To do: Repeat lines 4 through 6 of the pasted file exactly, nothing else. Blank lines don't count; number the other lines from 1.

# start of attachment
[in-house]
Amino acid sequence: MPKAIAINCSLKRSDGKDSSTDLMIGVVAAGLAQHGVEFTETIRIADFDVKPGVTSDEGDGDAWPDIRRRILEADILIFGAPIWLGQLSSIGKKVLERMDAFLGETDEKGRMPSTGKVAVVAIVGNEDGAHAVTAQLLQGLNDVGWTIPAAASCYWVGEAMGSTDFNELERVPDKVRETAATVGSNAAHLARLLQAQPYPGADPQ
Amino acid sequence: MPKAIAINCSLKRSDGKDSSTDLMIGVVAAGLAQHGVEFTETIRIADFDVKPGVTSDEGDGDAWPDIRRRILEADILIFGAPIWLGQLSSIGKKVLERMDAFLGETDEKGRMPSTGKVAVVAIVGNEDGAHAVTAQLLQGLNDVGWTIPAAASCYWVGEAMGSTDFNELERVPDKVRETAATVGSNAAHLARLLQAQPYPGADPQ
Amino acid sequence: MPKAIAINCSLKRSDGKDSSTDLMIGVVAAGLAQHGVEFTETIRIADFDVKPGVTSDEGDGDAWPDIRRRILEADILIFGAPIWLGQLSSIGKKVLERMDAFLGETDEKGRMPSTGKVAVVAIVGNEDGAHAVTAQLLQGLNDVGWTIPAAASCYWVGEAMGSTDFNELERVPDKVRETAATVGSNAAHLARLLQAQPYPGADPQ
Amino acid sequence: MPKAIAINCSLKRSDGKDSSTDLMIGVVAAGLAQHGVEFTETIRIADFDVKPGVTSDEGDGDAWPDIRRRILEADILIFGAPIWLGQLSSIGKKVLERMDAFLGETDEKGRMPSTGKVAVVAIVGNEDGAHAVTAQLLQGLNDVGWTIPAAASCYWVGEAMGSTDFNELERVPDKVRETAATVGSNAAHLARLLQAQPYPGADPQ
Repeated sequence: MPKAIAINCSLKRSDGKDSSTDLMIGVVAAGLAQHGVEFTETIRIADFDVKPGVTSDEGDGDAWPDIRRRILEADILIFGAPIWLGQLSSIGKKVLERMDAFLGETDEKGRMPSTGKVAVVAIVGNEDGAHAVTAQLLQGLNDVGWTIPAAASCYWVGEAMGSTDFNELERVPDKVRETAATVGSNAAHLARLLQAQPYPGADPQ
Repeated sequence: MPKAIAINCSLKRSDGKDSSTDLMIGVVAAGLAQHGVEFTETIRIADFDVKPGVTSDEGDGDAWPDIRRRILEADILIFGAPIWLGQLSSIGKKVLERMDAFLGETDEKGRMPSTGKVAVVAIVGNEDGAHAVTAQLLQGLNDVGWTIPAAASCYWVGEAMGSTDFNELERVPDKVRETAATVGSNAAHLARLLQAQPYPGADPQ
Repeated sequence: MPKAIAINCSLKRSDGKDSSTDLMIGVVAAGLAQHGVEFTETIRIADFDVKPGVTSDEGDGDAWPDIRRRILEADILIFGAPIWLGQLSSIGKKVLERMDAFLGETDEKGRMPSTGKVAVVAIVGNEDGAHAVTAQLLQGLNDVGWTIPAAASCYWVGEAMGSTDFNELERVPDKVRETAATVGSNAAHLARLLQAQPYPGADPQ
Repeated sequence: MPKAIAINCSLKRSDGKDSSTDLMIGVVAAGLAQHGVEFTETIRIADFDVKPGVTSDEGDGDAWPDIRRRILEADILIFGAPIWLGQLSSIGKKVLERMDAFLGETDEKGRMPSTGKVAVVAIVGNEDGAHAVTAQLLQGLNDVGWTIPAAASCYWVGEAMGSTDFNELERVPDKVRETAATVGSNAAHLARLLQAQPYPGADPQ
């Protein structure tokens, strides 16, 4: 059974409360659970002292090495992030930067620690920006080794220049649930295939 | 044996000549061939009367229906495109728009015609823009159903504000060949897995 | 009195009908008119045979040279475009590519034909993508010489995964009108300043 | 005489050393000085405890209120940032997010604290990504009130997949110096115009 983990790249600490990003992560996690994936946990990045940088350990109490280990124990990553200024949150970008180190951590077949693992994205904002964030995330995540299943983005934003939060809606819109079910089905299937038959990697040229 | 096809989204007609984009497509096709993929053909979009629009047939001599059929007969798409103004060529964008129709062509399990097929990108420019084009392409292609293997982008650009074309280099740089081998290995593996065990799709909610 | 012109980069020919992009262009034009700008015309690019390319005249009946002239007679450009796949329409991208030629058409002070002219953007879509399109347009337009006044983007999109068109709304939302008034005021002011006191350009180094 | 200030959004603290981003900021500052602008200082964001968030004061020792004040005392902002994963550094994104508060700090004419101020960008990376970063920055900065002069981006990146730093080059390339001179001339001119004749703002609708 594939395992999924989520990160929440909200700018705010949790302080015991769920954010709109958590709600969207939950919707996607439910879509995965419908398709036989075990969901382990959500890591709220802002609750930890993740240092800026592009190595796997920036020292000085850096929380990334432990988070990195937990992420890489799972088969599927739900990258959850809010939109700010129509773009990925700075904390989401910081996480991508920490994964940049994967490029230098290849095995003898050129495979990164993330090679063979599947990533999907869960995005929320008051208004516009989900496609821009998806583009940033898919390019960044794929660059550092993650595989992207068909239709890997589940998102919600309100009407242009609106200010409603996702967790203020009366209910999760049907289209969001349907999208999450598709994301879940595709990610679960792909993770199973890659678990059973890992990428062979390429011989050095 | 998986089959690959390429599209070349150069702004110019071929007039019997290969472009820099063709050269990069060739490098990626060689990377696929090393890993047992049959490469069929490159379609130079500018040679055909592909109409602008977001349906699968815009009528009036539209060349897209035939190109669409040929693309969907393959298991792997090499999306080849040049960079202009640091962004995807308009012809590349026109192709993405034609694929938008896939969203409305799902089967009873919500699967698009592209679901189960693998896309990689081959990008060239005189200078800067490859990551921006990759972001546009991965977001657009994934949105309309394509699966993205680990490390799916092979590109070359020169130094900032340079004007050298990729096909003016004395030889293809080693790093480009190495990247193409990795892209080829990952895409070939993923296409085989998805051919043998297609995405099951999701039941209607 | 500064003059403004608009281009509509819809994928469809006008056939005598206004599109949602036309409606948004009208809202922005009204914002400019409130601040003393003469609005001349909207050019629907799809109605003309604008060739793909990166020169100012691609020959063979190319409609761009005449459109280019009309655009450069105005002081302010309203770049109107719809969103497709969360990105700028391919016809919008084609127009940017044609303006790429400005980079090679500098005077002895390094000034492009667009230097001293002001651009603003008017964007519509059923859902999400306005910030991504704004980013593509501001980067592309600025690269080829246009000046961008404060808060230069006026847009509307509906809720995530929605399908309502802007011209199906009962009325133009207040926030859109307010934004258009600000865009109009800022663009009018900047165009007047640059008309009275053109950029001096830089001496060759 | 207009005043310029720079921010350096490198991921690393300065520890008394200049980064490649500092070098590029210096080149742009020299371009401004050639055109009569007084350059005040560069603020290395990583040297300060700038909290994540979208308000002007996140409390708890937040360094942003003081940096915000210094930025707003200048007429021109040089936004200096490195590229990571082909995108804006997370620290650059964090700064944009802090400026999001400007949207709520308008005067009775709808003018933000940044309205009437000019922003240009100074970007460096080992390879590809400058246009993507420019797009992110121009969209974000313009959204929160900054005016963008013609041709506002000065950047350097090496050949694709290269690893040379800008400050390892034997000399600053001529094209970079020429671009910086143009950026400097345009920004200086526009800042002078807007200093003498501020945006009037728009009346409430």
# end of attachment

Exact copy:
Amino acid sequence: MPKAIAINCSLKRSDGKDSSTDLMIGVVAAGLAQHGVEFTETIRIADFDVKPGVTSDEGDGDAWPDIRRRILEADILIFGAPIWLGQLSSIGKKVLERMDAFLGETDEKGRMPSTGKVAVVAIVGNEDGAHAVTAQLLQGLNDVGWTIPAAASCYWVGEAMGSTDFNELERVPDKVRETAATVGSNAAHLARLLQAQPYPGADPQ
Amino acid sequence: MPKAIAINCSLKRSDGKDSSTDLMIGVVAAGLAQHGVEFTETIRIADFDVKPGVTSDEGDGDAWPDIRRRILEADILIFGAPIWLGQLSSIGKKVLERMDAFLGETDEKGRMPSTGKVAVVAIVGNEDGAHAVTAQLLQGLNDVGWTIPAAASCYWVGEAMGSTDFNELERVPDKVRETAATVGSNAAHLARLLQAQPYPGADPQ
Repeated sequence: MPKAIAINCSLKRSDGKDSSTDLMIGVVAAGLAQHGVEFTETIRIADFDVKPGVTSDEGDGDAWPDIRRRILEADILIFGAPIWLGQLSSIGKKVLERMDAFLGETDEKGRMPSTGKVAVVAIVGNEDGAHAVTAQLLQGLNDVGWTIPAAASCYWVGEAMGSTDFNELERVPDKVRETAATVGSNAAHLARLLQAQPYPGADPQ